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International Journal of Agronomy
Volume 2014, Article ID 219159, 9 pages
Research Article

Assessing the Spectral Separability of Flue Cured Tobacco Varieties Established on Different Planting Dates and under Varying Fertilizer Management Levels

1Kutsaga Research Station, P.O. Box 1909, Harare, Zimbabwe
2Tobacco Research Board, Kutsaga Research Station, P.O. Box 1909, Harare, Zimbabwe
3Department of Crop Science, University of Zimbabwe, Harare, Zimbabwe
4Department of Geography and Environmental Science, University of Zimbabwe, Harare, Zimbabwe

Received 30 September 2013; Revised 24 January 2014; Accepted 11 February 2014; Published 26 March 2014

Academic Editor: David Clay

Copyright © 2014 Ezekia Svotwa et al. This is an open access article distributed under the Creative Commons Attribution License, which permits unrestricted use, distribution, and reproduction in any medium, provided the original work is properly cited.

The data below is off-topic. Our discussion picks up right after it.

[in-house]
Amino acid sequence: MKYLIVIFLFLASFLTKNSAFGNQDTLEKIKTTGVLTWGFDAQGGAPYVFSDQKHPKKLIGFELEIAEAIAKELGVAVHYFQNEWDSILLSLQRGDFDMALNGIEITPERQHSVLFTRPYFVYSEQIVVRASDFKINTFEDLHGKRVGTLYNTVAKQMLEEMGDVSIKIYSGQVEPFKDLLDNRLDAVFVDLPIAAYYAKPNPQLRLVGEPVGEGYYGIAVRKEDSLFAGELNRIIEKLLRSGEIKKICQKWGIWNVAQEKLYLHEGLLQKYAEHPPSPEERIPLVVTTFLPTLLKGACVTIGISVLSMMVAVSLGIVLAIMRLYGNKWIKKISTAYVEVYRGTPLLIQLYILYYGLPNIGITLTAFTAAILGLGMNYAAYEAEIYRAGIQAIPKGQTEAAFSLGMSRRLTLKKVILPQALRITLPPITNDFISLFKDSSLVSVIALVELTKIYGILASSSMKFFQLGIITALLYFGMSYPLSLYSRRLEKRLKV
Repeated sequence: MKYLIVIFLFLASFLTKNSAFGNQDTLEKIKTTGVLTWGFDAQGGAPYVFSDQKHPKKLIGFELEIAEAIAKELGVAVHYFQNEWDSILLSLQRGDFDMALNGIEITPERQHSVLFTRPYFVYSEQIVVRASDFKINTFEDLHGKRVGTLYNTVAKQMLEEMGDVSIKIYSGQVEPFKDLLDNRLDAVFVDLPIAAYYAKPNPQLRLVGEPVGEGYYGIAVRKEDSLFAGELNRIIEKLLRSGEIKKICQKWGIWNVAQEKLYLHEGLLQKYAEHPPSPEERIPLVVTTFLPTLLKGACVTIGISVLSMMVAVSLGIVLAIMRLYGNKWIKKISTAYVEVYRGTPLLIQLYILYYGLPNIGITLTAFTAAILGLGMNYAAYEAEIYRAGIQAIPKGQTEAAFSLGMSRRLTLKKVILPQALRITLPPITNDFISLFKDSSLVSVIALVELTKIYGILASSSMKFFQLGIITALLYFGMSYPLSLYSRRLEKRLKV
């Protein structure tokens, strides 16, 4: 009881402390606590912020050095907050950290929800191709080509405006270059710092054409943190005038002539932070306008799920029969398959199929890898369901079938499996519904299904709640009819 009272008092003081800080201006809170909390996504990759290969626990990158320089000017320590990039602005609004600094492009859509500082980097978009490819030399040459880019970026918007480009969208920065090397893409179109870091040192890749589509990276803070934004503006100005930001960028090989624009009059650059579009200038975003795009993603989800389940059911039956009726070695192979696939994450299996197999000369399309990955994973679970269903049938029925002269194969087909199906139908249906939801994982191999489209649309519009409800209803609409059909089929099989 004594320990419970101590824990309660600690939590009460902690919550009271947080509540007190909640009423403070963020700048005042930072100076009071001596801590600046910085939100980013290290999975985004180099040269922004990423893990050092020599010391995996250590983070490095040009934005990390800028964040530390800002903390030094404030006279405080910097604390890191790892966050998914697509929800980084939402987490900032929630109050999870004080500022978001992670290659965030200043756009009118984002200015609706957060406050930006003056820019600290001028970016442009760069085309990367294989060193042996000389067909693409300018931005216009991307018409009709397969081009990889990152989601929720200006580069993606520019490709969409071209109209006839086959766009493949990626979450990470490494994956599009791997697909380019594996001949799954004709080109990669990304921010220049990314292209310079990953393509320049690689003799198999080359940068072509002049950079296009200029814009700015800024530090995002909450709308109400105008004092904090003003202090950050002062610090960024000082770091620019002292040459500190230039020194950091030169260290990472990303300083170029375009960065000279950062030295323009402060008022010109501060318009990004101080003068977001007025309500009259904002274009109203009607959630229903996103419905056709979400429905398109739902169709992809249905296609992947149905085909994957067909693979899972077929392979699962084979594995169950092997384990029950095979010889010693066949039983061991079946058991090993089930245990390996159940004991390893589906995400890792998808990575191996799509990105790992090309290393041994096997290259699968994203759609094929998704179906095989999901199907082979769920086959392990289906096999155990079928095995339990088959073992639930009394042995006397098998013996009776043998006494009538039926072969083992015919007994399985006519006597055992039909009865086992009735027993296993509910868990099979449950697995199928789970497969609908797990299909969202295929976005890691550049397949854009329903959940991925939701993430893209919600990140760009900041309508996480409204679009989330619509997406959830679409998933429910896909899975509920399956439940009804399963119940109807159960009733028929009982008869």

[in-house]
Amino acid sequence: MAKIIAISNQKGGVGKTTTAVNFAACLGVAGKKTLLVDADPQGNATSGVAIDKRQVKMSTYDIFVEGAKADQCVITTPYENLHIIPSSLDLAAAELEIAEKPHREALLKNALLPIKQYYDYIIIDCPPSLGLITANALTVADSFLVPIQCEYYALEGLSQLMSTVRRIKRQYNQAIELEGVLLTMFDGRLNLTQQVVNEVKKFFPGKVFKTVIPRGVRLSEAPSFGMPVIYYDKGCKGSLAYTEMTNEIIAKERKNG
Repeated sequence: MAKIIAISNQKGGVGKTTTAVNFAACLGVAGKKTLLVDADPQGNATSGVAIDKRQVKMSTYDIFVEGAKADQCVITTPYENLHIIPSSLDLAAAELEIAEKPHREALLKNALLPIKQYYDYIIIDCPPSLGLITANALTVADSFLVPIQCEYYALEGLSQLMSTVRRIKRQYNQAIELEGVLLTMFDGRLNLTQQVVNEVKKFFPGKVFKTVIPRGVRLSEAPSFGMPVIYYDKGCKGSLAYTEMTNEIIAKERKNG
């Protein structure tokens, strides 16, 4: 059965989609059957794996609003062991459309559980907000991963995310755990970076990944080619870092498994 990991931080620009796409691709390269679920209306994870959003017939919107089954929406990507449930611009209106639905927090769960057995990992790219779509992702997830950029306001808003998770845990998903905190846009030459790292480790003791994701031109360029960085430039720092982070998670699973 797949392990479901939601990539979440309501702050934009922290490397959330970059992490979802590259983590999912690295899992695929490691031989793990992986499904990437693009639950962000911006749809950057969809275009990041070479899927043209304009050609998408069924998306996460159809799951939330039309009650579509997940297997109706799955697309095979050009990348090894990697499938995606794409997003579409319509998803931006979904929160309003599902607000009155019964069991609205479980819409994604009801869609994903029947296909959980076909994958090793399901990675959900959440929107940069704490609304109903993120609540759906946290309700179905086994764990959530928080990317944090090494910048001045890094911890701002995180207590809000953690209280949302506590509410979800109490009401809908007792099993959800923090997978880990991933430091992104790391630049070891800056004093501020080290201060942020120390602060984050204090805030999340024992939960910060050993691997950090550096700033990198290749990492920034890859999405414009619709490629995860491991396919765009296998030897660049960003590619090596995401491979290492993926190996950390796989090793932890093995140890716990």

The NDVI was used to discriminate tobacco variety, assess fertilizer levels, and determine the impact of planting date on separating crops. A split plot design with four planting dates, September, October, November, and December, as main plots, variety as subplot, and fertilizer treatments as sub-subplots was used. Radiometric measurements were taken from 5 m × 5 m sampling plots, using a multispectral radiometer. The September, October, and November crops had significant variety x fertilizer treatment differences ( ) from the age of 10 weeks. T 66 and KRK26 varieties had similar ( ) NDVI values and these were greater ( ) than those for K E1. The 100% and the 150% fertilizer treatments were similar ( ) and both were greater ( ) than the 50% fertilizer treatments. All of the fertilizer and variety treatments at the December planting dates had similar reflectance characteristics ( ), which were lower ( ) than the September and October planting dates. The results showed that planting dates, varieties, and fertilizer levels could be distinguished using spectral data. Weeks 10-11 and 15 after the start of the experiment were optimal for separating the planting date effect.